London, June 25 : One of the most outspoken and conservative leaders of the Church of England has claimed that the declining importance of the church is creating a "double jeopardy" situation where faith is being challenged at a time when society would most benefit.
The Telegraph quoted the Right Reverend Michael Nazir-Ali, the Bishop of Rochester, as saying that believers needed to recover their nerve and spread the gospel again.
Dr. Nazir Ali, who earlier this year had claimed that the decline of Christianity had led to a collapse of Britishness, said: "The greatest challenge is that of militant secularisation, which is creating a double jeopardy for western cultures."
"It is losing its Christian discourse at the very time when it needs it most," he added.
"Let us pray that we are able to recover our Christian nerve in the West and make sure the Gospel is not lost, and that all that is valuable in western culture - much of which comes from its Judeo-Christian background - will survive as a way to enhance cultures in the west and renew them once again," he added."
Dr Nazir-Ali said he could not apologise for wanting to explain Christianity to Muslims and to great laughter he added: "That's not the only thing I want to do to them."
The Pakistan-born bishop repeated his claim that the church began its decline in influence when parents stopped passing the faith on to their children.
"Don't blame anyone else," he said.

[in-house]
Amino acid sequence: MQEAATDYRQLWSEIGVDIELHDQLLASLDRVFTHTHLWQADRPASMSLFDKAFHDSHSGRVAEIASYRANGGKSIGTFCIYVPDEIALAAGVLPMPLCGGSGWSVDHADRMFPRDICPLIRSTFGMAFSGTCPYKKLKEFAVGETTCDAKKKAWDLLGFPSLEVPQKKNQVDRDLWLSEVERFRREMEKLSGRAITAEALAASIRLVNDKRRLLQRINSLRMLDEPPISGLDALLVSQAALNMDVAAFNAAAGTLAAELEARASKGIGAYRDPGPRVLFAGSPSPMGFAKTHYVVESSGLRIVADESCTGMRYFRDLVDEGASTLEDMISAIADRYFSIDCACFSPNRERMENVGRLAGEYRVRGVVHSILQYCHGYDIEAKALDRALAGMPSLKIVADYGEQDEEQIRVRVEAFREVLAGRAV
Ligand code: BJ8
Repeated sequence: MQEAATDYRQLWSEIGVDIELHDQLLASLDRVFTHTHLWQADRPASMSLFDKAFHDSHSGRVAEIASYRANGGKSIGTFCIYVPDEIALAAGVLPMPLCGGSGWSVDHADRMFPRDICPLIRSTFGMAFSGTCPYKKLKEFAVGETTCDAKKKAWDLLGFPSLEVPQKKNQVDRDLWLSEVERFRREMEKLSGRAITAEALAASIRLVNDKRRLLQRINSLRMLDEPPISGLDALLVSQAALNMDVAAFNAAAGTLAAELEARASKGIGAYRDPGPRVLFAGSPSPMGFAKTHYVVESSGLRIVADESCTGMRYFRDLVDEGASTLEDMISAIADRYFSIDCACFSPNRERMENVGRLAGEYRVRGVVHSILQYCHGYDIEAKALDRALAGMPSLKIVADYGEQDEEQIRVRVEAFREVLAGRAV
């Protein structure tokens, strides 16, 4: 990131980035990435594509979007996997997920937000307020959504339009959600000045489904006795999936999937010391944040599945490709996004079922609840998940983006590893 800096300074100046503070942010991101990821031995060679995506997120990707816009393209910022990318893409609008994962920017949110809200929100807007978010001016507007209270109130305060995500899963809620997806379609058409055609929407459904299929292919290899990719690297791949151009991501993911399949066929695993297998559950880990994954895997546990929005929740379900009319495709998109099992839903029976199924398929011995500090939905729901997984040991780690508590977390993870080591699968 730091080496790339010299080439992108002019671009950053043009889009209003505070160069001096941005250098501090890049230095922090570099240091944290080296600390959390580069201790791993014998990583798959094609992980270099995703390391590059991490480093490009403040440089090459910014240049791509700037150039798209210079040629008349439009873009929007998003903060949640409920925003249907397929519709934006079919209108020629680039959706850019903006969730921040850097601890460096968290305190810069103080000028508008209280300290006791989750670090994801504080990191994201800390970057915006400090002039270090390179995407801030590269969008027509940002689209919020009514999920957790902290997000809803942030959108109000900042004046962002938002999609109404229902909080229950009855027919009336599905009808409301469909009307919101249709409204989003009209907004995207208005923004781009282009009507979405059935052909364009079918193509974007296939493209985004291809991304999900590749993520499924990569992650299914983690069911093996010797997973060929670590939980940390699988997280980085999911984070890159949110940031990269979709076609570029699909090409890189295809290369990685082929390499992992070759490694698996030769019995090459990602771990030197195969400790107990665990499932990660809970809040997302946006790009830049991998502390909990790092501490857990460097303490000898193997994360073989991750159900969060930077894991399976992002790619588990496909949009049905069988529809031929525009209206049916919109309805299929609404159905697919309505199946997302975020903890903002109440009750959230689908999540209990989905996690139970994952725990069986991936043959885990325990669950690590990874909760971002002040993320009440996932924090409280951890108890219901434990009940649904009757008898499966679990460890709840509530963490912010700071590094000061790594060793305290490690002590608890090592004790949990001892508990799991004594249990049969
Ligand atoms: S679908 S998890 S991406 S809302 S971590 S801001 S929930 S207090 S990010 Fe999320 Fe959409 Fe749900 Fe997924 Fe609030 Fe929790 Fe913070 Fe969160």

Dr Nazir-Ali said when changes took place in society they must be assessed against the Bible to see whether they should be accepted, and should not just be waved through.
He said those who were attending Gafcon, many of who like him are boycotting the once-a-decade Lambeth Conference gathering of bishops because of their opposition to liberals over homosexuality, were at the forefront of a revival of Anglicanism.
The bishop suggested that the current structure of Anglicanism was not good enough to deal with its divisions over sexuality, which has seen American liberals consecrate an openly gay bishop in defiance of church rules.
He was greeted with a standing ovation as he gave a speech to a breakaway summit in Jerusalem of more than 1,000 traditionalists from across the Anglican Communion who opposed gay priests and the blessing of same-sex unions.
Nazir-Ali, earlier this week, said that those who tolerate homosexuality in the clergy to repent, also said he was "frustrated" that decisions, which had been made in the church, had not been stuck to.